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What is The Color out of Space?

After a meteorite lands in the front yard of their farm, Nathan Gardner (Nicolas Cage) and his family find themselves battling a mutant extraterrestrial organism as it infects their minds and bodies, transforming their quiet rural life into a living nightmare. Based on the classic H.P. Lovecraft short story, Color Out of Space is “gorgeous, vibrant and terrifying” (Jonathan Barkan, Dread Central).


“It was just a color…but it burns.”

I regret making my A Beginner’s Guide to HP Lovecraft before seeing this movie because it definitely deserves to be mentioned among the “good” adaptations of Howard Phillip’s work. I mean, it’s still pretty campy in certain places but that’s actually not a bad thing as he was a Pulp writer and his florid prose as well as over-the-top elements are a feature not a bug.

I feel like the most memorable of his works ala Re-animator and Dagon benefit from going this direction versus the more subdued ala The Dunwich Horror (1970) and The Resurrected (1991). Why do I believe this? Because I suspect a substantial portion of my audience have never even heard of these latter two.

The funny thing about The Color out of Space is that it is probably HP Lovecraft’s best work and one of the easiest ones to introduce his work to an outsider with. It manages to convey the wonders of cosmic horror and weird fiction while also being removed from his greater crypto-mythology. No Cthulhu, Yog-Sothoth, or Necronomicon (okay, it has the Necronomicon, sort-of) here but it still properly conveys everything weird as well as terrifying in his writing style.

The premise for the short story and movie is elegant in its simplicity: a color arrives in the isolated farm of a family in rural Massachusetts and proceeds to utterly mess things up. Yes, a color. It’s a color no human has seen. It’s like being attacked by living geometry, it’s inherently nonsensical and that’s what makes it terrifying. HPL understood that horror was best when you didn’t know what was going on, what to do, or how to deal with it.

I mean, god forbid you find yourself facing a vampire. It’ll certainly be terrifying and to call into question everything you believe about the world probably. However, you know what a vampire is even if you don’t believe they exist. Maybe crosses or sunlight will help. You have a frame of reference. What the hell do you do against a living color? It’s a thing you’re clearly not able to comprehend and your brain is just trying to approximate whatever the hell it is.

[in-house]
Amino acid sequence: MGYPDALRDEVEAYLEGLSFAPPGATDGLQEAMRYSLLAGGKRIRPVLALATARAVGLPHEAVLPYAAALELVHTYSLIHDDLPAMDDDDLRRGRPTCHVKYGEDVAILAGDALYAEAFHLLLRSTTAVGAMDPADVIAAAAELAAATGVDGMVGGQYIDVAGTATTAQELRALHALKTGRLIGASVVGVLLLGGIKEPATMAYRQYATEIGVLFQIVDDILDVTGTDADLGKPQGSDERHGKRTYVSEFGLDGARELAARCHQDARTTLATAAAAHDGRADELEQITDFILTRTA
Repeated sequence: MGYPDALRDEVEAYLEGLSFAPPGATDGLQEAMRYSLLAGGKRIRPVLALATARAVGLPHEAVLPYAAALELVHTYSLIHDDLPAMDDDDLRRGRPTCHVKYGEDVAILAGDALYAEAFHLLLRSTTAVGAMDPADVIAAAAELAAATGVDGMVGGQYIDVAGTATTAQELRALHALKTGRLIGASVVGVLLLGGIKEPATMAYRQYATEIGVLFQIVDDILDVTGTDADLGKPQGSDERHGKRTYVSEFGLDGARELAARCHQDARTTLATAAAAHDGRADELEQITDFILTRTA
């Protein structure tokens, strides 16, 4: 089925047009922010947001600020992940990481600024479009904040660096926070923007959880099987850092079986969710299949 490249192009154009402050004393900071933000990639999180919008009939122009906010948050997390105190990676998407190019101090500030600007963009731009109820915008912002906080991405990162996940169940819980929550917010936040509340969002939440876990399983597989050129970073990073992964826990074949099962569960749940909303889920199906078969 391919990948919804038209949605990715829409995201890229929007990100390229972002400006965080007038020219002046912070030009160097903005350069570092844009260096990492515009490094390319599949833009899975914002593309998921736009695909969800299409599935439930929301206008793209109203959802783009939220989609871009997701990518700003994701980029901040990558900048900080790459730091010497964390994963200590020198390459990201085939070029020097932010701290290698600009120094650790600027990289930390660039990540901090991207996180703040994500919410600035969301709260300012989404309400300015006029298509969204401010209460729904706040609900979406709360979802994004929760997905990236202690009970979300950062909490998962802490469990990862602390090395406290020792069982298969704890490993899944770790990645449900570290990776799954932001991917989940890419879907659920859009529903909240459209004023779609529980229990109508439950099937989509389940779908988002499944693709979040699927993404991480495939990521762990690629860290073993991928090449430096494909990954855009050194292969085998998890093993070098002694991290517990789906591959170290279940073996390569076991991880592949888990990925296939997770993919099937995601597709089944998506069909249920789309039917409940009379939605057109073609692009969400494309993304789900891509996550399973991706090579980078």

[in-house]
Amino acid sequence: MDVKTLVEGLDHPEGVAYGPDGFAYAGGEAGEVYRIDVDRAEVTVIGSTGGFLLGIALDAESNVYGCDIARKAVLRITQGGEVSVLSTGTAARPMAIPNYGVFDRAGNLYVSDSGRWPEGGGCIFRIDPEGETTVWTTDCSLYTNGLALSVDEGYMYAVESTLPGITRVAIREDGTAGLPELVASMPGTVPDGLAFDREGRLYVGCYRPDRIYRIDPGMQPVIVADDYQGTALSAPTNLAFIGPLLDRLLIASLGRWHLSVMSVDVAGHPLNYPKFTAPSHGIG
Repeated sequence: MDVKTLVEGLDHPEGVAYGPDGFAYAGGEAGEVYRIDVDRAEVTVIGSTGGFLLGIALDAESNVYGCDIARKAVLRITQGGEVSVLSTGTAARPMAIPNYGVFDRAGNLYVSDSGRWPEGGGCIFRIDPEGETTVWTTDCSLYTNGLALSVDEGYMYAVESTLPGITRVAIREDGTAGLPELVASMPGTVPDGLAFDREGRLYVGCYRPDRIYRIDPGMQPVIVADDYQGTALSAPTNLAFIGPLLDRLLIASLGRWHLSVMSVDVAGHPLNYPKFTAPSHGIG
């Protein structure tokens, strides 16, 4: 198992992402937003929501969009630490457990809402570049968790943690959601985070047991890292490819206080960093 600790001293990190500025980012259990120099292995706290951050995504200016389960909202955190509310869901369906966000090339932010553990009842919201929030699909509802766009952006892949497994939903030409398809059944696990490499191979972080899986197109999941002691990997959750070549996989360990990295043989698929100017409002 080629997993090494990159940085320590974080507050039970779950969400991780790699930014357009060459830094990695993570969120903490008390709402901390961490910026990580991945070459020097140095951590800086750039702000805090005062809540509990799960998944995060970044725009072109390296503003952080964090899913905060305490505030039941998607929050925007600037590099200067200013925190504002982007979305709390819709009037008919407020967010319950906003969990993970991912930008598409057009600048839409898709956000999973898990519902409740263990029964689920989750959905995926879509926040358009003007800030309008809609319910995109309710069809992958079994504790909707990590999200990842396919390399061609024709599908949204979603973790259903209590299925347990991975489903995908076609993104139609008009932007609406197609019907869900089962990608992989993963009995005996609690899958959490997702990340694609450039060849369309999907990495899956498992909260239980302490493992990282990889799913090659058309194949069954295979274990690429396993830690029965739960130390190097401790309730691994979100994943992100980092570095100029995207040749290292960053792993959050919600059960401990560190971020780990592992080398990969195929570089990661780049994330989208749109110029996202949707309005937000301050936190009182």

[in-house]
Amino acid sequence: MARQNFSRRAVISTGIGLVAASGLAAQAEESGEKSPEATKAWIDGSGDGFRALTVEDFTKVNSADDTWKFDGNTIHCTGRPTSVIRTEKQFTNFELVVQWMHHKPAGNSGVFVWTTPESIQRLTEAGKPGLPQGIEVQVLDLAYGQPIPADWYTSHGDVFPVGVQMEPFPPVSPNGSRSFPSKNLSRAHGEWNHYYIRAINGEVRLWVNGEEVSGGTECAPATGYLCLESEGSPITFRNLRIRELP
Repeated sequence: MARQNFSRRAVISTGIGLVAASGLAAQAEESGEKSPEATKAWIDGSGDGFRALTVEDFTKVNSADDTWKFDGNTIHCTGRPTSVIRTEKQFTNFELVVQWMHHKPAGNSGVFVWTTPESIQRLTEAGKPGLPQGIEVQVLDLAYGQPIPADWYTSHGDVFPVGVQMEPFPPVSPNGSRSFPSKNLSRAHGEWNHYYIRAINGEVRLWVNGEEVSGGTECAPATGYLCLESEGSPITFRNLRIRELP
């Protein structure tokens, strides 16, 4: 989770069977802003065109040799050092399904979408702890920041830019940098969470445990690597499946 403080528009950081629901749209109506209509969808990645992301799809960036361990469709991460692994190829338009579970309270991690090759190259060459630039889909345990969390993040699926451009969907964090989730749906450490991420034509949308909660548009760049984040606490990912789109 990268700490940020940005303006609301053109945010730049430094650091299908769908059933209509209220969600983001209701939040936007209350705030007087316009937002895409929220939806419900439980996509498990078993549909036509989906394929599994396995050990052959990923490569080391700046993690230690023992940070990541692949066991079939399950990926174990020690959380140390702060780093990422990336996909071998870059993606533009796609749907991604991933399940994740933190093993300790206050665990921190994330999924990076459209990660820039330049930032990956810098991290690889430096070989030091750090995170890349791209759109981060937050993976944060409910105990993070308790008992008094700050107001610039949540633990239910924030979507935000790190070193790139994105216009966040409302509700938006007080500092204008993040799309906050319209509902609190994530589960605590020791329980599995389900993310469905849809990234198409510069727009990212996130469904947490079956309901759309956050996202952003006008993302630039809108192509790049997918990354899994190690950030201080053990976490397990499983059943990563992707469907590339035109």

Mind you, imagining a color trying to wreck your shit is something that would be hard to visualize. Some suggestions I’ve heard over the years would be to film the movie in black and white while have the Color be, well, in color. The movie makes the somewhat questionable choice to use the color magenta, which actually is scientifically accurate as a color that does not exist in nature, but makes the movie stand out like someone draped the Gardener house in Pepto Bismal.

I feel like the movie would have benefited if they’d gone with the more traditional color of neon green that most Call of Cthulhu and Lovecraftian adaptations tend to drench their works in. If you want to open a rift to another dimension, it’s usually bright green on the other side. Ironically, though, the kind of beautiful cherry blossom/rave colors started to work for me halfway through the movie.

Is this a good movie? Yes and no. No, let me correct myself. It’s a good movie. I liked it. I watched it twice in two days. I’ve recommended it to my best friend and niece. It’s not scary but it is genuinely unsettling in places. Which is better. The movie is also full of hammy acting, over-the-top effects, and surreal events that make no sense (nor are supposed to).

What makes the movie works is my long ago essay on slasher films versus survival horror. The TLDR version of that essay being that survival horror makes you want to have the protagonists live versus being monster fodder. I liked every single member of the Gardener family, especially Lavinia (Madeleine Arthur). They’re quirky and slightly dysfunctional but wanted all of them to live. Watching the Color tear them apart piece by piece, physically as well as mentally, is something that was all the more effective because I would watch a movie of them without a cosmic horror.

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